Tony Cenicola/The New York Times
The fair has its own rituals, of which the carnival rides are small part
By PENELOPE GREEN
Published: August 1, 2012
THERE were 33 members of the Williams family and their friends bedding down in Cabin 14 at the Neshoba County Fair here last week (though that number waxed and waned as the days progressed). The oldest was 90, the youngest 17 months, and all four generations slept in one dormitory-like room built to hold as many as 41.
Double bunks were stacked three high, like ice trays; others were tucked under the eaves. Three air-conditioners banged away in the dark. Contemplating so much sleeping humanity (or imagining trying to sleep amid so many other people, and so many relatives), the mind reeled.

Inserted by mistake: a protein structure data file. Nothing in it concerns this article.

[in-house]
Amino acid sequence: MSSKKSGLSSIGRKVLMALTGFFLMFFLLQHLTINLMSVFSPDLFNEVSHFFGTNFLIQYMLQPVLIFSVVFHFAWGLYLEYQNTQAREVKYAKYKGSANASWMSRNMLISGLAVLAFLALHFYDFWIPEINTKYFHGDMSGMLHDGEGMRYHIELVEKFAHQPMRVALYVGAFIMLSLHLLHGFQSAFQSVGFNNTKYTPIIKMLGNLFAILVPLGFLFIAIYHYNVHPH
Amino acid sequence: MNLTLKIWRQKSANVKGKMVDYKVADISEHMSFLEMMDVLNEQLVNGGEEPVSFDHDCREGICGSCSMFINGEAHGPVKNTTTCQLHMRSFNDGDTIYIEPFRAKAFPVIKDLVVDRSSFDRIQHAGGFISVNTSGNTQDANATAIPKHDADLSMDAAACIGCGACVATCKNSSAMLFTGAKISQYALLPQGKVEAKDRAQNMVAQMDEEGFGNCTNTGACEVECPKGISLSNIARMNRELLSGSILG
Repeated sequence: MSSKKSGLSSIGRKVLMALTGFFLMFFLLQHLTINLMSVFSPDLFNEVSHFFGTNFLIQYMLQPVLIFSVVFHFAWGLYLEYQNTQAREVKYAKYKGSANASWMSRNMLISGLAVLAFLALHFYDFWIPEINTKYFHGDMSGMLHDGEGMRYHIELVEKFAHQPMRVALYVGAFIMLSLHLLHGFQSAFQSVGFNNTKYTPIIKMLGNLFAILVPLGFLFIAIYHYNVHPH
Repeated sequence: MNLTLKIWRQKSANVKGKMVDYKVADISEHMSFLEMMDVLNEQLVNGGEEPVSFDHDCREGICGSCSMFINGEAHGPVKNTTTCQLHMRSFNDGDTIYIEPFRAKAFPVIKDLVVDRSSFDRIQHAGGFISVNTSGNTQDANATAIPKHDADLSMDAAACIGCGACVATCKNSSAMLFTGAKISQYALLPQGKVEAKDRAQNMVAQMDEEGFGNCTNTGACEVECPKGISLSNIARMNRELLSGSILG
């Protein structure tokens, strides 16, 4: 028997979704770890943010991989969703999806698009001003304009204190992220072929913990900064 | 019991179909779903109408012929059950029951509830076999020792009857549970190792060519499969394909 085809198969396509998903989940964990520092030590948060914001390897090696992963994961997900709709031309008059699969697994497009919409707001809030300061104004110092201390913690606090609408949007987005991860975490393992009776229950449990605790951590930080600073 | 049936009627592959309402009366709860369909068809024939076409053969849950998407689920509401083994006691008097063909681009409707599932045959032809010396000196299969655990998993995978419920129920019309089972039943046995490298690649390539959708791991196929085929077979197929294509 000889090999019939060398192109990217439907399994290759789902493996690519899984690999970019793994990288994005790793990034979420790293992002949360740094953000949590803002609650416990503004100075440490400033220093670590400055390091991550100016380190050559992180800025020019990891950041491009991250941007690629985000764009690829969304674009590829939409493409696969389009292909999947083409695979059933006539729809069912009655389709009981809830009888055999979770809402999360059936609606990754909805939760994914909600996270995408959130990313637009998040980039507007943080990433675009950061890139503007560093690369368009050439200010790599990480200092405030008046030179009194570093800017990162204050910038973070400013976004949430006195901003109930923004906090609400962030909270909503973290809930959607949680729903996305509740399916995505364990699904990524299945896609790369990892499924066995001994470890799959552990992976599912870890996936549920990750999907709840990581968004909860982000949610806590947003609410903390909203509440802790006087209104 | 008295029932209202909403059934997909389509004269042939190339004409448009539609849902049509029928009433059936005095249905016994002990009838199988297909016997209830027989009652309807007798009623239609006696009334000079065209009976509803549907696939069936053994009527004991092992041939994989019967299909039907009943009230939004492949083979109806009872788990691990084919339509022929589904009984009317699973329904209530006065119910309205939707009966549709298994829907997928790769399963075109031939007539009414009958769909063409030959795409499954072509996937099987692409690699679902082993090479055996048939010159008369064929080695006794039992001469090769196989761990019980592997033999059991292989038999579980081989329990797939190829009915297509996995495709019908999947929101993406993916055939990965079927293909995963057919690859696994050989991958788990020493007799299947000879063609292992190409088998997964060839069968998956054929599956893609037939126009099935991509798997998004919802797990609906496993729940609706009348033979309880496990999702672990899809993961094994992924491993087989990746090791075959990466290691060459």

“I gave up a Manhattan co-op for this,” joked M. B. Williams, who in reality lives in Water Valley, near Oxford, Miss., a few hours away. Mr. Williams, 80, was christened Merrill Binford, but everyone calls him Snooky, even his son, Ben, 52. You might describe him as this family’s patriarch, except that he is more comfortable playing the role of jester-host than king. (Also, his older sister, Pat Stubbs, 90, might object.)